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A Year After the Women’s March, How Bad Was 2017 for Reproductive Justice?

Sadly, efforts to strip away reproductive rights continue unabated.

"Planned Parenthood, the largest single provider of reproductive health care in the country, faced constant attacks." (Photo: Drew Angerer/Getty)

"Planned Parenthood, the largest single provider of reproductive health care in the country, faced constant attacks." (Photo: Drew Angerer/Getty)

This weekend, more than 250 marches, rallies, and actions are planned to mark the first anniversary of the January 21, 2017, Women’s March. That post-Inauguration rally saw millions of people from countries around the world take to the streets to protest the sexism, racism, and xenophobia bolstered by Trump’s election.

In the United States, events are being planned by the organizers of the Women's March under the title, “Power to the Polls,” with a focus on getting more women into elected office and more people voting in general.

For all the apparent unity and motivation drummed up by the Women’s March, what progress—especially on the theme of reproductive justice—can we look to as a sign of the power of mass action?

Last year was certainly a mixed bag in regards to reproductive rights, but there were gains: 2017 saw a surge in the number of pro-choice bills introduced and even passed at the state level. Some 645 bills were introduced to protect access to reproductive health care, either by introducing new protections or reforming laws that criminalize abortion care. Of those, eighty-six were passed into law, according to a report from the National Institute for Reproductive Health. These numbers represents major increases in pro-choice measures considered in state legislatures: 191 such bills were introduced in 2016.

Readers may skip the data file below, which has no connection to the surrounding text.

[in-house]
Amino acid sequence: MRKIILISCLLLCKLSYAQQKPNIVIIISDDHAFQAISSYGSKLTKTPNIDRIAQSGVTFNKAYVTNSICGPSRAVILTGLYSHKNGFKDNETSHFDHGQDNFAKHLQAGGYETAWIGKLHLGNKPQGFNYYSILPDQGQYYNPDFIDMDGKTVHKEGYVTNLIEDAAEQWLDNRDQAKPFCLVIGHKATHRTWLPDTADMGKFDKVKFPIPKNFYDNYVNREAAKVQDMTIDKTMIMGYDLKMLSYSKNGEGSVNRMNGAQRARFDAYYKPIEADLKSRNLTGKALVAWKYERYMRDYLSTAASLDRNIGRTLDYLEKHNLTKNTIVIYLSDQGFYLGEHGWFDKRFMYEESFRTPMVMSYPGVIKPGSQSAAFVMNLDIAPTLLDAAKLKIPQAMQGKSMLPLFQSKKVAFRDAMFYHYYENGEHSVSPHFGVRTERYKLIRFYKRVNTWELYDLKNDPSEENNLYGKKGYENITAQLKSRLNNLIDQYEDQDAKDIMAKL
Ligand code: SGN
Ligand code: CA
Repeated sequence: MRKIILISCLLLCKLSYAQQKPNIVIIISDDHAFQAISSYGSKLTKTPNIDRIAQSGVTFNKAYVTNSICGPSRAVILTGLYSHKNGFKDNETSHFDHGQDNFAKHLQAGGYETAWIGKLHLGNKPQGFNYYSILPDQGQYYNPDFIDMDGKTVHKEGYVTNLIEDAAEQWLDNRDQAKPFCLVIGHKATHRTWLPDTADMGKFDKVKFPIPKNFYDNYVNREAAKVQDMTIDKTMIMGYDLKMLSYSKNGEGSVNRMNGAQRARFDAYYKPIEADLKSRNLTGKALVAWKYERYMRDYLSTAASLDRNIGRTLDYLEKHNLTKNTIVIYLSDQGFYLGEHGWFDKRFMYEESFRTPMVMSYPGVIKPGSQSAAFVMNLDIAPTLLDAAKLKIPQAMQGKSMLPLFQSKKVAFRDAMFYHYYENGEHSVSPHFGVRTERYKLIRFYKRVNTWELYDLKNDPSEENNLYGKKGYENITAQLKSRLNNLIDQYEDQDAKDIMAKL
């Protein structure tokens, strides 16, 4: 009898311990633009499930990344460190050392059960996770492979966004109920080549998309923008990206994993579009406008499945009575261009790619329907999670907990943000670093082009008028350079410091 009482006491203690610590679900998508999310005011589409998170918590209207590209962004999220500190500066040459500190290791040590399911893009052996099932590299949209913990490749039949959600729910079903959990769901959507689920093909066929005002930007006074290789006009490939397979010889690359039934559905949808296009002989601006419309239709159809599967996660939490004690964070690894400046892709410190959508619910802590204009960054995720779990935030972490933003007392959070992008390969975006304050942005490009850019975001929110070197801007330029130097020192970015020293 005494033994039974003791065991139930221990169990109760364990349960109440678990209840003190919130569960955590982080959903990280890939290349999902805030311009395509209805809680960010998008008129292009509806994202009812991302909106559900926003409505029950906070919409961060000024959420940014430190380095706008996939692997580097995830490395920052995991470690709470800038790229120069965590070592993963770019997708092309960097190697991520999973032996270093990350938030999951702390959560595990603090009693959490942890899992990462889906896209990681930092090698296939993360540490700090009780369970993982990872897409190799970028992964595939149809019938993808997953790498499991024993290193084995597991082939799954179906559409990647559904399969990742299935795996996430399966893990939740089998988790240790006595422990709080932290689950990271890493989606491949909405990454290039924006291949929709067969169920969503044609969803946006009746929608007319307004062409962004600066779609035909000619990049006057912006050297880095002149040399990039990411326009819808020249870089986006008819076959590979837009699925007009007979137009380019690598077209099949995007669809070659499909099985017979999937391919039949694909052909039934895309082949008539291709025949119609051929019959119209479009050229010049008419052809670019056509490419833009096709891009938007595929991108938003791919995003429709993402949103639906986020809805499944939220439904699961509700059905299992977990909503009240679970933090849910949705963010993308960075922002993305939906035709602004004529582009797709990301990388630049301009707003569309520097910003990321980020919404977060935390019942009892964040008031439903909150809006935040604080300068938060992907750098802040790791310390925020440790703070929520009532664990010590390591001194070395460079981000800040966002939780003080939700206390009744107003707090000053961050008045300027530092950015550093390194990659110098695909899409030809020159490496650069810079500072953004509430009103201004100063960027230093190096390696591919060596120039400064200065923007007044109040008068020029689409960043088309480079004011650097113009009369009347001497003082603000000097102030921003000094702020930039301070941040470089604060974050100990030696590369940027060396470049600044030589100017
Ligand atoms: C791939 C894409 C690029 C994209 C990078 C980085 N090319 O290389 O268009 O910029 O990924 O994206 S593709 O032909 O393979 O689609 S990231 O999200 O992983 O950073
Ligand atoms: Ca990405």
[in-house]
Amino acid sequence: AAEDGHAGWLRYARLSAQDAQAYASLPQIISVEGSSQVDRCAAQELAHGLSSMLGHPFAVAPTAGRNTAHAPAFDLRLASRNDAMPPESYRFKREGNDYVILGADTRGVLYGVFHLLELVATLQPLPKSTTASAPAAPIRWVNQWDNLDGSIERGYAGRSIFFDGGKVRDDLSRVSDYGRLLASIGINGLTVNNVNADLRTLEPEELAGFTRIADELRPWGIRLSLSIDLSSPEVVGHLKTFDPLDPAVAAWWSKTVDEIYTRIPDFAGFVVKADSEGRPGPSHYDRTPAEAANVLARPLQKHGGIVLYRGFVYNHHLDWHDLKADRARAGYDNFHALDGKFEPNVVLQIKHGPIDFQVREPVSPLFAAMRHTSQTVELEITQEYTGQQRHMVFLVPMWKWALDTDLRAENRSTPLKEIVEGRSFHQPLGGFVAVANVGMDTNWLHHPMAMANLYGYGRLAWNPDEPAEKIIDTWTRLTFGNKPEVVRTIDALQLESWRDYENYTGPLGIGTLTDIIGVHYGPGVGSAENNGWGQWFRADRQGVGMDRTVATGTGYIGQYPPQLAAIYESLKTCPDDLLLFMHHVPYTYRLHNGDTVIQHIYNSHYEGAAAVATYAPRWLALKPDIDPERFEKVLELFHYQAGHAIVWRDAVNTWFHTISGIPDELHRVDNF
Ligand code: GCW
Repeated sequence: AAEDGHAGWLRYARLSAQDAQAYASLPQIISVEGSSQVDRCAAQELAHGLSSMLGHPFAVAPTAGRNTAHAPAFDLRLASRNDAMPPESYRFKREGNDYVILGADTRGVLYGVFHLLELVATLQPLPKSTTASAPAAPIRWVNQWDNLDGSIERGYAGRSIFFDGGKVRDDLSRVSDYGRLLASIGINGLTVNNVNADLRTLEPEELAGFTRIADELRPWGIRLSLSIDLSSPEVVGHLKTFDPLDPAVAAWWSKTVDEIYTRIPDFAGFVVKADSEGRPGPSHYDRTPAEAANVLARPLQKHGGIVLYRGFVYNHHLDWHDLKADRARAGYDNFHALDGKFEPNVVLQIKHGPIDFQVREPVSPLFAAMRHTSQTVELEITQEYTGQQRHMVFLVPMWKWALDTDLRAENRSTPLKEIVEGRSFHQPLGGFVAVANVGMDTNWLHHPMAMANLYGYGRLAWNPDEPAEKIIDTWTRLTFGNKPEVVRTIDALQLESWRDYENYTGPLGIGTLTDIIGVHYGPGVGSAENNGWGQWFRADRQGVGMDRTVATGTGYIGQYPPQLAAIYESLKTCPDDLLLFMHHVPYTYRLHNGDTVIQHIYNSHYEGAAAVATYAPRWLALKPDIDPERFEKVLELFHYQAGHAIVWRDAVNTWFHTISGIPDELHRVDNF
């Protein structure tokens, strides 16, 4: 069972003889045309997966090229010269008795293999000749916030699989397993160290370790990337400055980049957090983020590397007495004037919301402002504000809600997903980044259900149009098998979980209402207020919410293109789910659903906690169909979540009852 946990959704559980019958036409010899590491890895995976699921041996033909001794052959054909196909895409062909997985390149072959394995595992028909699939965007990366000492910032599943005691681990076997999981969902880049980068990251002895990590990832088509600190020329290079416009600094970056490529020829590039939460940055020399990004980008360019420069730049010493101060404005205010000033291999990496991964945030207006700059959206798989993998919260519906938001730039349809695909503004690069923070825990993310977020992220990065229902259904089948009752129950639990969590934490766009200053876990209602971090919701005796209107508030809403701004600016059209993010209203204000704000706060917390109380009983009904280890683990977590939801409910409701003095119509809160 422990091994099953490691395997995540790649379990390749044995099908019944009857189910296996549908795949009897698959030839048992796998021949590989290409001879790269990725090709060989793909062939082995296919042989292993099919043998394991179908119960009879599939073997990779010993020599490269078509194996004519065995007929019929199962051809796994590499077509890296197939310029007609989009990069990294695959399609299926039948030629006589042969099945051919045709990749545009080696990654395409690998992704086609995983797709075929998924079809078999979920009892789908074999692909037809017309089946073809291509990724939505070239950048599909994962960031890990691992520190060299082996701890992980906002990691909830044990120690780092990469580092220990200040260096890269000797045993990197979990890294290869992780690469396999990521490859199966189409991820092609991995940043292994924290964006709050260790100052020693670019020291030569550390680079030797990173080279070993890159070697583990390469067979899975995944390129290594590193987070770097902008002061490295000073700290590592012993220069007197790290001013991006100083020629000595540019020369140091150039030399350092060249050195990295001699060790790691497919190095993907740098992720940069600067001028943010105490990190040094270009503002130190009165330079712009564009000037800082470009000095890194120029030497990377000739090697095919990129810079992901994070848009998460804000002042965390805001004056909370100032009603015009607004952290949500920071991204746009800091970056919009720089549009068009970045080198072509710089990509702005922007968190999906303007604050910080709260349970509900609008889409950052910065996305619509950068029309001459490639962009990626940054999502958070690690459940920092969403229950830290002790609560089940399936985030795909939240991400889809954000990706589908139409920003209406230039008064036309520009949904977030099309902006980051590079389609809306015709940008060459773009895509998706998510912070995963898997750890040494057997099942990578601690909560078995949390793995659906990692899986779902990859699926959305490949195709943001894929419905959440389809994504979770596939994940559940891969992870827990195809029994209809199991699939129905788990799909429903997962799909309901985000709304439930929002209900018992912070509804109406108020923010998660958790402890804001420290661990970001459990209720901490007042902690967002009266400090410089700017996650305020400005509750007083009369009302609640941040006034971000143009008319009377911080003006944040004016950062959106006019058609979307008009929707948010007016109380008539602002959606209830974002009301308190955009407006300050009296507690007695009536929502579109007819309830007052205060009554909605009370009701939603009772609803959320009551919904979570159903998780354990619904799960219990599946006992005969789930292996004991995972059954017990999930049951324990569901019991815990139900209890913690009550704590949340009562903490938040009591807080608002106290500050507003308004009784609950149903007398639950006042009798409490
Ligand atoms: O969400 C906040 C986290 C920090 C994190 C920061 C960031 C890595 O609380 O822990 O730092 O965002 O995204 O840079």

"Last year was certainly a mixed bag in regards to reproductive rights, but there were gains."

Part of the focus has been to get pre-Roe v. Wade laws that criminalize abortion off the books, a critical move if that landmark ruling is overturned by a future Supreme Court decision. According to the Guttmacher Institute, eighteen states still have laws that could be used to restrict the legal status of abortion if that happens, including ten states that have retained unenforced, pre-Roe abortion bans. In one somewhat surprising recent victory, the Republican Illinois Governor Bruce Rauner signed into law a bill that expanded insurance coverage of abortion care for people with low incomes and repealed a law that would outlaw the medical procedure if Roe were to be overturned. Anti-abortion groups attempted to sue to block it from being implemented, but a judge denied the request.

Sadly, efforts to strip away reproductive rights continue unabated. In several states, so-called “trigger laws” have been passed that would automatically criminalize abortion if Roe were overturned.

Planned Parenthood, the largest single provider of reproductive health care in the country, faced constant attacks. As a congressman in Indiana, Mike Pence introduced legislation in 2009 and 2015 to strip the organization of all federal funding, claiming that, despite a long-standing ban on federal funds being used for abortion services, any money going to the group was suspect.

That attitude persists, with the result that abortion foes have successfully ended state funding for the organization, causing the closure of several clinics (even those that didn’t provide abortion services). In Wisconsin, for instance, Planned Parenthood was forced to close five rural family planning health centers after Republican Governor Scott Walker stripped them of state funding.